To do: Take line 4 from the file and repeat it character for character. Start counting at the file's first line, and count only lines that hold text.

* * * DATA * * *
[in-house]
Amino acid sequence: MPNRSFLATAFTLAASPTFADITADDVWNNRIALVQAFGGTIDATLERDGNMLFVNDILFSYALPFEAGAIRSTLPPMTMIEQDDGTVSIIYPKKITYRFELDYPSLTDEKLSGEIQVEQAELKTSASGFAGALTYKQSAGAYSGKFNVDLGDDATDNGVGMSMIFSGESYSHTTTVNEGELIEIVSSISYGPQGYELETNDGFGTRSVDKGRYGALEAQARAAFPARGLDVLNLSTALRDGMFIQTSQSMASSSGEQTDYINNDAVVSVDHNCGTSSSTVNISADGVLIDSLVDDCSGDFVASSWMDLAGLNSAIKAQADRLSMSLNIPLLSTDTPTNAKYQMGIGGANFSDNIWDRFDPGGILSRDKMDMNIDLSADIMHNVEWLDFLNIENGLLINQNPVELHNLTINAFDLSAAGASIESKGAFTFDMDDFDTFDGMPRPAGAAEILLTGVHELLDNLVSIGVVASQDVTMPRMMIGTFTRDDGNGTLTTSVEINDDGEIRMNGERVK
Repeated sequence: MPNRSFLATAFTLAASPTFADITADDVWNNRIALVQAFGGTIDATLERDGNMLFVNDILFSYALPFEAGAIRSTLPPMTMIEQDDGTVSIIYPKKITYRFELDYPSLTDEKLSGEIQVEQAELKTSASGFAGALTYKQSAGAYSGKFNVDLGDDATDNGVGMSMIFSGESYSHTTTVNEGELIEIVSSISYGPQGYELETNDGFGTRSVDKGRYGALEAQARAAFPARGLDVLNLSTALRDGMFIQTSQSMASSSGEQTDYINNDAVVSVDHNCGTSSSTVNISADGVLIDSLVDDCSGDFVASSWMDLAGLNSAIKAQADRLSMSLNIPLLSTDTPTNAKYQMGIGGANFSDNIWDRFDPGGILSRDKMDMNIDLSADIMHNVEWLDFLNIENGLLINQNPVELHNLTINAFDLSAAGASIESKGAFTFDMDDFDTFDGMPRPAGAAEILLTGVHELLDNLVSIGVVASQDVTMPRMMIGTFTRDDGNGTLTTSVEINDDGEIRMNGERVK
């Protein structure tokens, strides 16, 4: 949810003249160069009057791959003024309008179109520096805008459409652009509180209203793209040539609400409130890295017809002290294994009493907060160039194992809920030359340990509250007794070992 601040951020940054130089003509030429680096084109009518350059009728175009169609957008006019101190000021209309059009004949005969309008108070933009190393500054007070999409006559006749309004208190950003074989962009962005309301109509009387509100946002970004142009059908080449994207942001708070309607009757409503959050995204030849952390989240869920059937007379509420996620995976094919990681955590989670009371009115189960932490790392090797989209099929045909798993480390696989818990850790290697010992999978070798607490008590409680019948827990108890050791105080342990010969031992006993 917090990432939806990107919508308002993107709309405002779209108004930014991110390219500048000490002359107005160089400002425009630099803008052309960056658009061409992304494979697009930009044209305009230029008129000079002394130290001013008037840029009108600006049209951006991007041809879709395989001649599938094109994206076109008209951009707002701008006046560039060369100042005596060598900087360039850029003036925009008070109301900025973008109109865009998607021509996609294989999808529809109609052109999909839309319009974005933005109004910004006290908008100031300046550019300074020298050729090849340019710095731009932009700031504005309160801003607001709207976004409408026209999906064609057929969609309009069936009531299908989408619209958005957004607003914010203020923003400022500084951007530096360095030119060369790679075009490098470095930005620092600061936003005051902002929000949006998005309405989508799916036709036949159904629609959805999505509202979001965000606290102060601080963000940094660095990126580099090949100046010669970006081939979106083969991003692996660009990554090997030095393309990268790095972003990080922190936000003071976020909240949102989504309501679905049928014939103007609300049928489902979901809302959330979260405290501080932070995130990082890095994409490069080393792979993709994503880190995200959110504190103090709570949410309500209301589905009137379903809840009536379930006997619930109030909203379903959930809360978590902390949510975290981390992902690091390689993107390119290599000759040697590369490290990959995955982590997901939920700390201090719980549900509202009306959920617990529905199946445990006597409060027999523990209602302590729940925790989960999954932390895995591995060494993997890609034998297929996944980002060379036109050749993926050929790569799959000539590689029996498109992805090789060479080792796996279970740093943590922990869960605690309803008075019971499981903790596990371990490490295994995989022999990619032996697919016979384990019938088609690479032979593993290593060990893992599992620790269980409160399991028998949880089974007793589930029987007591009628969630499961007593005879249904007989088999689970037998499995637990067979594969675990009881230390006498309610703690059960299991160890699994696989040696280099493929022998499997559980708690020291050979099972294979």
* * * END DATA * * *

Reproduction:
């Protein structure tokens, strides 16, 4: 949810003249160069009057791959003024309008179109520096805008459409652009509180209203793209040539609400409130890295017809002290294994009493907060160039194992809920030359340990509250007794070992 601040951020940054130089003509030429680096084109009518350059009728175009169609957008006019101190000021209309059009004949005969309008108070933009190393500054007070999409006559006749309004208190950003074989962009962005309301109509009387509100946002970004142009059908080449994207942001708070309607009757409503959050995204030849952390989240869920059937007379509420996620995976094919990681955590989670009371009115189960932490790392090797989209099929045909798993480390696989818990850790290697010992999978070798607490008590409680019948827990108890050791105080342990010969031992006993 917090990432939806990107919508308002993107709309405002779209108004930014991110390219500048000490002359107005160089400002425009630099803008052309960056658009061409992304494979697009930009044209305009230029008129000079002394130290001013008037840029009108600006049209951006991007041809879709395989001649599938094109994206076109008209951009707002701008006046560039060369100042005596060598900087360039850029003036925009008070109301900025973008109109865009998607021509996609294989999808529809109609052109999909839309319009974005933005109004910004006290908008100031300046550019300074020298050729090849340019710095731009932009700031504005309160801003607001709207976004409408026209999906064609057929969609309009069936009531299908989408619209958005957004607003914010203020923003400022500084951007530096360095030119060369790679075009490098470095930005620092600061936003005051902002929000949006998005309405989508799916036709036949159904629609959805999505509202979001965000606290102060601080963000940094660095990126580099090949100046010669970006081939979106083969991003692996660009990554090997030095393309990268790095972003990080922190936000003071976020909240949102989504309501679905049928014939103007609300049928489902979901809302959330979260405290501080932070995130990082890095994409490069080393792979993709994503880190995200959110504190103090709570949410309500209301589905009137379903809840009536379930006997619930109030909203379903959930809360978590902390949510975290981390992902690091390689993107390119290599000759040697590369490290990959995955982590997901939920700390201090719980549900509202009306959920617990529905199946445990006597409060027999523990209602302590729940925790989960999954932390895995591995060494993997890609034998297929996944980002060379036109050749993926050929790569799959000539590689029996498109992805090789060479080792796996279970740093943590922990869960605690309803008075019971499981903790596990371990490490295994995989022999990619032996697919016979384990019938088609690479032979593993290593060990893992599992620790269980409160399991028998949880089974007793589930029987007591009628969630499961007593005879249904007989088999689970037998499995637990067979594969675990009881230390006498309610703690059960299991160890699994696989040696280099493929022998499997559980708690020291050979099972294979």